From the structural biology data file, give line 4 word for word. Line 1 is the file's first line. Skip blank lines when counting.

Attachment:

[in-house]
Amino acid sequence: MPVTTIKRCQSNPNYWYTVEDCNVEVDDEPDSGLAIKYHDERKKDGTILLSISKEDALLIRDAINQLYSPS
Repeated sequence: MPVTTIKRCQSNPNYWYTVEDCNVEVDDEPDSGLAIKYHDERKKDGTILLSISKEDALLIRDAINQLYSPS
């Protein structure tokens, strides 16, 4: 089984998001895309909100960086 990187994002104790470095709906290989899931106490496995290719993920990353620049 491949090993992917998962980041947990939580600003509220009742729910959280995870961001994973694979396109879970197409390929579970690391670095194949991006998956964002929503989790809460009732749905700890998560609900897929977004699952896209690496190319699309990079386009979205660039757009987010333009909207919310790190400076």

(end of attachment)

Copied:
């Protein structure tokens, strides 16, 4: 089984998001895309909100960086 990187994002104790470095709906290989899931106490496995290719993920990353620049 491949090993992917998962980041947990939580600003509220009742729910959280995870961001994973694979396109879970197409390929579970690391670095194949991006998956964002929503989790809460009732749905700890998560609900897929977004699952896209690496190319699309990079386009979205660039757009987010333009909207919310790190400076």